Muhammed Ali, the Evolution of a Man

June 12, 2016

As a boy around the age of ten, Muhammad Ali was about to fight Joe Frazier and what was to be the first of their three fights. I didn’t really know much about him except for the fact that my dad disliked him and wanted Joe Frazier to knock him about. Well my dad got his wish when Frazier won the epic fight and put Ali on the canvass.  I remember listening to the fight on the radio with my dad and brothers, except it wasn’t even blow by blow announcing. The listener only received an end of the round description of the action and who won the round. The days before closed circuit television and pay per view where harsh for the fans.

After that fight I started to learn about Ali and his past. At the age of ten it was hard for me to understand why my dad disliked him so. But I asked him anyway and he just said that Ali refused to serve his country. Again, I was too young to comprehend why Ali did that, but I did understand my dad’s feelings because he had to go fight in World War II and also had two boys eligible for the draft. It took me years to understand Ali’s motives for sitting in jail while others served.  The sixties put every young person to the test with the war, the cultural changes and how to communicate with the older generation. Ali signified not just the cause of African Americans but all young people of that era who felt at odds with the war. He was a protesting based on his beliefs and he paid the price both professionally and personally.

My father was by far not the only person who didn’t understand Ali, the list was long it would take years for many to come around. Because of my early exposure to the hate machine for Ali, it took me a long time to find myself rooting for him. Even Ali’s sense of humor and mastery of his public persona took a long time wear down the most cynical minds. By my high school years Ali was at the peak of his career and had beaten Joe Frazier two times, George Forman, Ken Norton two out of three times and I rooted against him every time.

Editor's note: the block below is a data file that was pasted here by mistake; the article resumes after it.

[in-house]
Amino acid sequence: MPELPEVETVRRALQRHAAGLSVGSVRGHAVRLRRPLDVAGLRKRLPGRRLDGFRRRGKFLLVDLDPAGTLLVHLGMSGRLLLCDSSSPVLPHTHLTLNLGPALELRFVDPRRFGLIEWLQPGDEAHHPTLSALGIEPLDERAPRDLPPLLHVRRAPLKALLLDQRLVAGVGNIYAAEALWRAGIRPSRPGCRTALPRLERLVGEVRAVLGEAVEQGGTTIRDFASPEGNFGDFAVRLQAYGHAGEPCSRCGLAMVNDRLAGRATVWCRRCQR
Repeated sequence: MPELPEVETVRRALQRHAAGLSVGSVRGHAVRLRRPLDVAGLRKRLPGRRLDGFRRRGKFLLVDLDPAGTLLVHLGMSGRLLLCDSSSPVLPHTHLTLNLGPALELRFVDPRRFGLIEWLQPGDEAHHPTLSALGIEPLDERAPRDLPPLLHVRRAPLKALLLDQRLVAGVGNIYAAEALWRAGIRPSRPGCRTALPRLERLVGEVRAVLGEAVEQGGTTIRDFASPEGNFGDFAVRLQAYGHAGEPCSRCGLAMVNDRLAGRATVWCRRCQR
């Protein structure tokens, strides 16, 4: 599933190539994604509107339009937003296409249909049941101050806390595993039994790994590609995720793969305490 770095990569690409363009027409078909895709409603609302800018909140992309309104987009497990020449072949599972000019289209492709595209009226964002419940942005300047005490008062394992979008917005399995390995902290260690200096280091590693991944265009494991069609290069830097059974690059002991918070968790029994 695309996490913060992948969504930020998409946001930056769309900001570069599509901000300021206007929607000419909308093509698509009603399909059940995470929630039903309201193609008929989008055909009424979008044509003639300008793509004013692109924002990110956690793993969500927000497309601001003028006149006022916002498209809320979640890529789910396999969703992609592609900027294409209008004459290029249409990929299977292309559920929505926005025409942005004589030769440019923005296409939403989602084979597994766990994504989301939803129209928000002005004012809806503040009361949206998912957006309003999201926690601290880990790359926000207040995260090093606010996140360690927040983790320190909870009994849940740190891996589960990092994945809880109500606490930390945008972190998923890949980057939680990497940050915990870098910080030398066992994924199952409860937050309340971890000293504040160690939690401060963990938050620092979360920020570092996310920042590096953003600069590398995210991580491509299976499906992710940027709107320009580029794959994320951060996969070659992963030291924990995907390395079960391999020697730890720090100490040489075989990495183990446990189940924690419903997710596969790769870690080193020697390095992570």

After I finished high school, Ali’s career was winding down and only fought a couple of more times. I finally found myself pulling for him against Larry Holmes which was worst fight of his career.  It was money grab by many but deep down it was Ali going out on his own terms.  Larry Holmes easily beat Ali which was difficult to watch. For the first time I felt his vulnerability and some his mighty powers diminished.  It is one of the saddest things in sports when older athletes have to prove it to themselves that it is time to move on.

For me, the reason I didn’t like Ali in the seventies was what I perceived was brashness and over confidence. He appeared to never show humility and respect for opponents. Years later, I began to understand his story as a whole and able to put his behavior in context.  Over the years the public learned more of his generosity, social activism and struggles with Parkinson’s disease.  He will always be considered one of the greatest boxers of all time, but he transcended the ring and became a bigger force for inspiration to anybody wants to live their life true to their beliefs.